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Of nine meteorites that have been found in New Zealand, only one (Mokioa, pictured above) was seen to fall, and that was way back in 1908. In 2004 a meteorite came through the roof of an Auckland house during daylight, but the fireball wasn’t seen.

Fireballs Aotearoa was established in February 2022 to change that. We use video cameras to watch the night sky for incoming meteorites and to calculate where the rock might be found.

The first RMS (Raspberry Meteor System) meteor cameras in NZ were built and run by Hamish Barker in Nelson and Jeremy Taylor in Motueka in 2021. In February 2022 Jim Rowe, a New Zealander who had co-founded the UK Fireball Alliance, visited Jeremy and Hamish and catalysed the formation of Fireballs Aotearoa by involving Professor James Scott of Otago University, Dr Michele Bannister and Professor Jack Baggaley of Canterbury University, the operators of the three existing CAMS meteor observation stations in the South Island and Bob Evans and John Drummond of the Royal Astronomical Society of New Zealand.

Michele came up with the “Fireballs Aotearoa” name, Jeremy created and published the website, James applied for funding, Bob bought a camera and Jim created the social media accounts. Janis Russell created our distinctive logo and banner, and we were up and running.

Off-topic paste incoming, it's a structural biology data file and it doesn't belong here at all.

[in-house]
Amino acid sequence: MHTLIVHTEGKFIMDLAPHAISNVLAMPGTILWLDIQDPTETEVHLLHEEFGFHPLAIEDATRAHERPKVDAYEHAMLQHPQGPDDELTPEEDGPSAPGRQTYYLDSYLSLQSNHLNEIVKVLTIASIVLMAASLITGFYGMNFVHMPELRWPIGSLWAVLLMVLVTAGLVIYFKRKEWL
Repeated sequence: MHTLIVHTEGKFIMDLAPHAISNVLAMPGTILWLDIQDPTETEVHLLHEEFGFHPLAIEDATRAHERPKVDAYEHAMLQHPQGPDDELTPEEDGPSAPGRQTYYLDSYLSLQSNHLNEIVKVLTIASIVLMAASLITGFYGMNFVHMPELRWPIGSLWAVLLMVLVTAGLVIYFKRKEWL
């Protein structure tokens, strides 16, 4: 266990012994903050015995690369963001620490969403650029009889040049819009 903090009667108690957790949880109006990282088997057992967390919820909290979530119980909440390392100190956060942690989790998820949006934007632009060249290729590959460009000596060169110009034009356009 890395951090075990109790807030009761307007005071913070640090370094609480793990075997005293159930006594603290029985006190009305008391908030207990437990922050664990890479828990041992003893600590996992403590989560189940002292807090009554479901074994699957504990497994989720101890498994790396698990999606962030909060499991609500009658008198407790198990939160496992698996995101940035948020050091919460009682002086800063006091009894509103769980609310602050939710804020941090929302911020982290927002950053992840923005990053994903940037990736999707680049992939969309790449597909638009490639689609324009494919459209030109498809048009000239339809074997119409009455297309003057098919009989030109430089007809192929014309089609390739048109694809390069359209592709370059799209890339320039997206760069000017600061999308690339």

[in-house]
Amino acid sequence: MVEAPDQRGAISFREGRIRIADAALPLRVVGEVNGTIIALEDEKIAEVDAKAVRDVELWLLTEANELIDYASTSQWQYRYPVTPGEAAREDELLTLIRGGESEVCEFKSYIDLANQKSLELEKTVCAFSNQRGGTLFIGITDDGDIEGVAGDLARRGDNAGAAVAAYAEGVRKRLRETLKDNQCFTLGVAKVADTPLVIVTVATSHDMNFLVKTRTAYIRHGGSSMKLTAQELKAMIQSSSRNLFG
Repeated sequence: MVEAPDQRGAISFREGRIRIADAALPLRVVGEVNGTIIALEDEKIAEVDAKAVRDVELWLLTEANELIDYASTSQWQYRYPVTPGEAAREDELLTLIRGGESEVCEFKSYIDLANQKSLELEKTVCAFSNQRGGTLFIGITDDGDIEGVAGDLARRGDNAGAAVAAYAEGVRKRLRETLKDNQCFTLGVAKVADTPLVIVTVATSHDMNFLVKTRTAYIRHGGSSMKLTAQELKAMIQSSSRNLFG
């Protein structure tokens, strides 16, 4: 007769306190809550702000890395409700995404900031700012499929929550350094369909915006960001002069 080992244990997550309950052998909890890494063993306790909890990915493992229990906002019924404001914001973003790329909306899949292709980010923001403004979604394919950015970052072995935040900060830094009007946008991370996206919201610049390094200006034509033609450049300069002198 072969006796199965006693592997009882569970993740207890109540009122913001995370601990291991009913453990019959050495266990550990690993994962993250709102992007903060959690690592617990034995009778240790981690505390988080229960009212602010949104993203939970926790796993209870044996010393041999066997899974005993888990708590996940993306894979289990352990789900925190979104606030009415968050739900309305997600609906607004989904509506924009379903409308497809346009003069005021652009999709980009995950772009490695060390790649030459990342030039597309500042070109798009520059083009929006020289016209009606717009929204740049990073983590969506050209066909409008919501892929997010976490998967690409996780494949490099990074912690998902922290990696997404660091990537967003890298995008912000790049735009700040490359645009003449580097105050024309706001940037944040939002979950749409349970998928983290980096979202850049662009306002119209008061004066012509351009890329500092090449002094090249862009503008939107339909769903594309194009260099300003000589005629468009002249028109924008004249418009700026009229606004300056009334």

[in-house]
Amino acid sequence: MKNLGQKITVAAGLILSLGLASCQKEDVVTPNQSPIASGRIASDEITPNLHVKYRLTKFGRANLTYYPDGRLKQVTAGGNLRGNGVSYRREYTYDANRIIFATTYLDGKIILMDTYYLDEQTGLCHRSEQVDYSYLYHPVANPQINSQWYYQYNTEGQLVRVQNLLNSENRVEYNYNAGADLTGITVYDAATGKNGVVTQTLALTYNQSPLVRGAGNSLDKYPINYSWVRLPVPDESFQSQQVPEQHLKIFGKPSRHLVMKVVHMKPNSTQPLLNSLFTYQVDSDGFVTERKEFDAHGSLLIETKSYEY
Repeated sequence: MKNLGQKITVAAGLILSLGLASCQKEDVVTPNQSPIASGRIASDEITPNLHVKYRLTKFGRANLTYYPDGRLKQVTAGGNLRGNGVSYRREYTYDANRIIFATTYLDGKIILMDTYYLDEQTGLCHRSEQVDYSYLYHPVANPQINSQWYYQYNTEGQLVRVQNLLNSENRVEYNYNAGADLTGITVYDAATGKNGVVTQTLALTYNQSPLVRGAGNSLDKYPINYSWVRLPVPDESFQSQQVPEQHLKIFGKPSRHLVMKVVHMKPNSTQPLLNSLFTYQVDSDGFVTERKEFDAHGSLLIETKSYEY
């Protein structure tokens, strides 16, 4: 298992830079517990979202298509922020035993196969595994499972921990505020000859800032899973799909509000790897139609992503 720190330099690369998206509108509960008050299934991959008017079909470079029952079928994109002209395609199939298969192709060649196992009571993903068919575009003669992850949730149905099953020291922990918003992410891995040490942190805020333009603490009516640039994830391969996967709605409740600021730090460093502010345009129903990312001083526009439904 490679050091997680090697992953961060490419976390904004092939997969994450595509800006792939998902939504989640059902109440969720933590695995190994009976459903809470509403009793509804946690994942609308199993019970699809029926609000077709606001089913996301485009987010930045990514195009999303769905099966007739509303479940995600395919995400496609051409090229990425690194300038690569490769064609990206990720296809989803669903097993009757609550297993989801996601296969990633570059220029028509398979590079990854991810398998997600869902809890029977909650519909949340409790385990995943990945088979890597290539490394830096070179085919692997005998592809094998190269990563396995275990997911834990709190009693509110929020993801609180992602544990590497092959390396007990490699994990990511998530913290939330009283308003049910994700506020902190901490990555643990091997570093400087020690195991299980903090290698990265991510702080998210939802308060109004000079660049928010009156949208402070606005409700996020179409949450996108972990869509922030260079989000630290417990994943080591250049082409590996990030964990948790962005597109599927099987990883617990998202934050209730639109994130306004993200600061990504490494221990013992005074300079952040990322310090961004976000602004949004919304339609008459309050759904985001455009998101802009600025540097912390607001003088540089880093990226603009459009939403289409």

The first batch of ten RMS cameras was organised by Michele, who arranged for Jeremy to teach the Canterbury University rocketry club how to build them. From mid 2022 until mid 2023, dozens of cameras were built by James’s team at the Geology Department at Otago University. James very quickly built an RMS network which covered Otago and has been the driving force behind subsequent expansion of the network.

Initial funding for Canterbury’s cameras was provided by Jim, followed quickly by a “Curious Minds” grant that funded the initial Otago rollout and a large anonymous donation that allowed us to buy a big stock of camera parts. The project caught the attention of Eben Upton, chief executive of Raspberry Pi, who made sure that we could buy the necessary Raspberry Pi computers when they were otherwise unavailable in NZ in 2022 and 2023.

In 2023, Terry Richardson took over the building of camera systems for the rapidly-expanding network. We became a Section of the Royal Astronomical Society of New Zealand in October 2023.

As dozens of new camera operators have joined Fireballs Aotearoa, it has become a large, mutually-supportive and sustainable citizen science project. You are very welcome to join us.

By the way, here’s the roll-call that we plan to add to. In date order of find, NZ’s meteorites are:

1863WairarapaWairarapaStony (chondrite)W.H. Donald
1879MakerewaSouthlandStony (chondrite)A. & I. Marshall
1908MokoiaWhanganuiStony (carbonaceous chondrite)W. Syme
1925MorvenCanterburyStony (chondrite)W. Stewart
1953View HillCanterburyIronC.G. Anderson
1970WaingaromiaGisborneIronH. Reeves
1976DunganvilleWest CoastIronEdwin (Ted) Dowie
1976KimboltonManawatūStony (chondrite)R.H. de Rose
2004EllerslieAucklandStony (chondrite)B. & P. Archer

Radio New Zealand had a short story on the Kimbolton meteorite discovery on Morning Report on 2022-03-09. The photo at the top of this page is of a cast of the Mokoia meteorite in Canterbury Museum.